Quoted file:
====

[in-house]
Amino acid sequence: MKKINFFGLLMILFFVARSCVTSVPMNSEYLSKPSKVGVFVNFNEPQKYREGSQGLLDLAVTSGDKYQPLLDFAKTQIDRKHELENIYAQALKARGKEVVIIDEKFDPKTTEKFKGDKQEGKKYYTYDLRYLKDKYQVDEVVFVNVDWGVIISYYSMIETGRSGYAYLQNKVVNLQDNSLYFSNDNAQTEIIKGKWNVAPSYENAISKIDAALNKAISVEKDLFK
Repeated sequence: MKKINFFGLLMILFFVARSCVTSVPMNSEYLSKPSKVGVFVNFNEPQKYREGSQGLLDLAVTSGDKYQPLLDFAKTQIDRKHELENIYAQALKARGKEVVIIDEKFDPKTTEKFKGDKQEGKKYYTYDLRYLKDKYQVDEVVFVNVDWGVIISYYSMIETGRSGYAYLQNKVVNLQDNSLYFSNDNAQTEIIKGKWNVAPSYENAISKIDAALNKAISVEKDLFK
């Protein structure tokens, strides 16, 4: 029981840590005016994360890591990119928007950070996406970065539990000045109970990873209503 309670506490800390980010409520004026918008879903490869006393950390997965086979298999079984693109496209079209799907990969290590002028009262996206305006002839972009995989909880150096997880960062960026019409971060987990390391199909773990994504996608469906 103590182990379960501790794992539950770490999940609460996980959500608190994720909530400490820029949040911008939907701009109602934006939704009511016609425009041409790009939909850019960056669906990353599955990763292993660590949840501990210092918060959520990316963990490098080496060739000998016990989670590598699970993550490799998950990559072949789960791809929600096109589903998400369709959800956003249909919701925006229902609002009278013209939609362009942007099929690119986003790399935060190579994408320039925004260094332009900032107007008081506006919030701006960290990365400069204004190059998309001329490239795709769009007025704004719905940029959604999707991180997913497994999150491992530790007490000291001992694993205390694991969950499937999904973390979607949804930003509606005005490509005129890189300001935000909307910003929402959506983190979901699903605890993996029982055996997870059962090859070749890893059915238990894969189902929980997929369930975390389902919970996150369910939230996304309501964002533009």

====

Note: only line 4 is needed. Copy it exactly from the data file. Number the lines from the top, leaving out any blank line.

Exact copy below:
């Protein structure tokens, strides 16, 4: 029981840590005016994360890591990119928007950070996406970065539990000045109970990873209503 309670506490800390980010409520004026918008879903490869006393950390997965086979298999079984693109496209079209799907990969290590002028009262996206305006002839972009995989909880150096997880960062960026019409971060987990390391199909773990994504996608469906 103590182990379960501790794992539950770490999940609460996980959500608190994720909530400490820029949040911008939907701009109602934006939704009511016609425009041409790009939909850019960056669906990353599955990763292993660590949840501990210092918060959520990316963990490098080496060739000998016990989670590598699970993550490799998950990559072949789960791809929600096109589903998400369709959800956003249909919701925006229902609002009278013209939609362009942007099929690119986003790399935060190579994408320039925004260094332009900032107007008081506006919030701006960290990365400069204004190059998309001329490239795709769009007025704004719905940029959604999707991180997913497994999150491992530790007490000291001992694993205390694991969950499937999904973390979607949804930003509606005005490509005129890189300001935000909307910003929402959506983190979901699903605890993996029982055996997870059962090859070749890893059915238990894969189902929980997929369930975390389902919970996150369910939230996304309501964002533009």